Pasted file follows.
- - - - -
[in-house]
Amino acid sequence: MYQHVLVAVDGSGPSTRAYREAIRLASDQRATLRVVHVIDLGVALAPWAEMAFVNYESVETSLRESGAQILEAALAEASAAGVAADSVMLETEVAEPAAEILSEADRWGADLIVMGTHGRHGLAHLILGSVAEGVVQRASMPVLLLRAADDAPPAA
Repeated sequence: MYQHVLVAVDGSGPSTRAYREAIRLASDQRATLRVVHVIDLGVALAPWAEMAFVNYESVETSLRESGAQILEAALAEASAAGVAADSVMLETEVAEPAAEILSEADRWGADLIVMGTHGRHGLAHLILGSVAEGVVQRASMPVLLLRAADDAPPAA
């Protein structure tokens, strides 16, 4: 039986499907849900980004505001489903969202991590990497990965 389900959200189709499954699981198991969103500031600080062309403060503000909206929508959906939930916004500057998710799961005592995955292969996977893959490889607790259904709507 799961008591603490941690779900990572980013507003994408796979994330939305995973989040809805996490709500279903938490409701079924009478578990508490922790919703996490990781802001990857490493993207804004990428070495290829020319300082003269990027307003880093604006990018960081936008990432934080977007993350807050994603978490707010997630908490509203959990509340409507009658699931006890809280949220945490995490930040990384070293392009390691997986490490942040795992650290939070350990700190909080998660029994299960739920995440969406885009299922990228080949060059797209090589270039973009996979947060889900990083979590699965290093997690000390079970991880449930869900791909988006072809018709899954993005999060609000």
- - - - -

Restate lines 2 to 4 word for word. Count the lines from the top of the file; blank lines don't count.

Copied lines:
Amino acid sequence: MYQHVLVAVDGSGPSTRAYREAIRLASDQRATLRVVHVIDLGVALAPWAEMAFVNYESVETSLRESGAQILEAALAEASAAGVAADSVMLETEVAEPAAEILSEADRWGADLIVMGTHGRHGLAHLILGSVAEGVVQRASMPVLLLRAADDAPPAA
Repeated sequence: MYQHVLVAVDGSGPSTRAYREAIRLASDQRATLRVVHVIDLGVALAPWAEMAFVNYESVETSLRESGAQILEAALAEASAAGVAADSVMLETEVAEPAAEILSEADRWGADLIVMGTHGRHGLAHLILGSVAEGVVQRASMPVLLLRAADDAPPAA
């Protein structure tokens, strides 16, 4: 039986499907849900980004505001489903969202991590990497990965 389900959200189709499954699981198991969103500031600080062309403060503000909206929508959906939930916004500057998710799961005592995955292969996977893959490889607790259904709507 799961008591603490941690779900990572980013507003994408796979994330939305995973989040809805996490709500279903938490409701079924009478578990508490922790919703996490990781802001990857490493993207804004990428070495290829020319300082003269990027307003880093604006990018960081936008990432934080977007993350807050994603978490707010997630908490509203959990509340409507009658699931006890809280949220945490995490930040990384070293392009390691997986490490942040795992650290939070350990700190909080998660029994299960739920995440969406885009299922990228080949060059797209090589270039973009996979947060889900990083979590699965290093997690000390079970991880449930869900791909988006072809018709899954993005999060609000």